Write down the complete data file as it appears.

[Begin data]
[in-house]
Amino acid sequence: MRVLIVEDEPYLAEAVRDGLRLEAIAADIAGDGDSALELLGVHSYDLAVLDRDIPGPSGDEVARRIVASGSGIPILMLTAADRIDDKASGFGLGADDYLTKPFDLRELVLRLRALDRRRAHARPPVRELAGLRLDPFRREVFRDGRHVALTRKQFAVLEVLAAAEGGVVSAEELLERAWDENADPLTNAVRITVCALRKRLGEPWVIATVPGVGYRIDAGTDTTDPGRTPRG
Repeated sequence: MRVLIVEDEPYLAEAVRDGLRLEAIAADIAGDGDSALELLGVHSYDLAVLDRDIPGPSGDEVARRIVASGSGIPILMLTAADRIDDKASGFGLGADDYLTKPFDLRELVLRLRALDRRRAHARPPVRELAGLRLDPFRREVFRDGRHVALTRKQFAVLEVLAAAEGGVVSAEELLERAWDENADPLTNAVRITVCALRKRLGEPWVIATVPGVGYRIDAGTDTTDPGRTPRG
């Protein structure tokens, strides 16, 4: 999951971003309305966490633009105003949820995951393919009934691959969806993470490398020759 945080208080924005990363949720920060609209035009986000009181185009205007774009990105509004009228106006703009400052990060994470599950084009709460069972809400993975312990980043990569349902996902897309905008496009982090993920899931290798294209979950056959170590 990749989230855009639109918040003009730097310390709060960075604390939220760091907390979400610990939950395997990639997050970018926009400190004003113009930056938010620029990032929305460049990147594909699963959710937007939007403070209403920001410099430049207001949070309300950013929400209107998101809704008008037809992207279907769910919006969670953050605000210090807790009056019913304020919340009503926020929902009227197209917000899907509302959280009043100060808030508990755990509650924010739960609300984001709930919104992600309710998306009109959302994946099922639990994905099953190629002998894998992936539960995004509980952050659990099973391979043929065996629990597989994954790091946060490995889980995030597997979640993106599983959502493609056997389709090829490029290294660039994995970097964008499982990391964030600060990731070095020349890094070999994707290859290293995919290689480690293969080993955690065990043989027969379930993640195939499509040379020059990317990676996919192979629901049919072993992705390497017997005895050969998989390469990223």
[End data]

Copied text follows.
[in-house]
Amino acid sequence: MRVLIVEDEPYLAEAVRDGLRLEAIAADIAGDGDSALELLGVHSYDLAVLDRDIPGPSGDEVARRIVASGSGIPILMLTAADRIDDKASGFGLGADDYLTKPFDLRELVLRLRALDRRRAHARPPVRELAGLRLDPFRREVFRDGRHVALTRKQFAVLEVLAAAEGGVVSAEELLERAWDENADPLTNAVRITVCALRKRLGEPWVIATVPGVGYRIDAGTDTTDPGRTPRG
Repeated sequence: MRVLIVEDEPYLAEAVRDGLRLEAIAADIAGDGDSALELLGVHSYDLAVLDRDIPGPSGDEVARRIVASGSGIPILMLTAADRIDDKASGFGLGADDYLTKPFDLRELVLRLRALDRRRAHARPPVRELAGLRLDPFRREVFRDGRHVALTRKQFAVLEVLAAAEGGVVSAEELLERAWDENADPLTNAVRITVCALRKRLGEPWVIATVPGVGYRIDAGTDTTDPGRTPRG
């Protein structure tokens, strides 16, 4: 999951971003309305966490633009105003949820995951393919009934691959969806993470490398020759 945080208080924005990363949720920060609209035009986000009181185009205007774009990105509004009228106006703009400052990060994470599950084009709460069972809400993975312990980043990569349902996902897309905008496009982090993920899931290798294209979950056959170590 990749989230855009639109918040003009730097310390709060960075604390939220760091907390979400610990939950395997990639997050970018926009400190004003113009930056938010620029990032929305460049990147594909699963959710937007939007403070209403920001410099430049207001949070309300950013929400209107998101809704008008037809992207279907769910919006969670953050605000210090807790009056019913304020919340009503926020929902009227197209917000899907509302959280009043100060808030508990755990509650924010739960609300984001709930919104992600309710998306009109959302994946099922639990994905099953190629002998894998992936539960995004509980952050659990099973391979043929065996629990597989994954790091946060490995889980995030597997979640993106599983959502493609056997389709090829490029290294660039994995970097964008499982990391964030600060990731070095020349890094070999994707290859290293995919290689480690293969080993955690065990043989027969379930993640195939499509040379020059990317990676996919192979629901049919072993992705390497017997005895050969998989390469990223």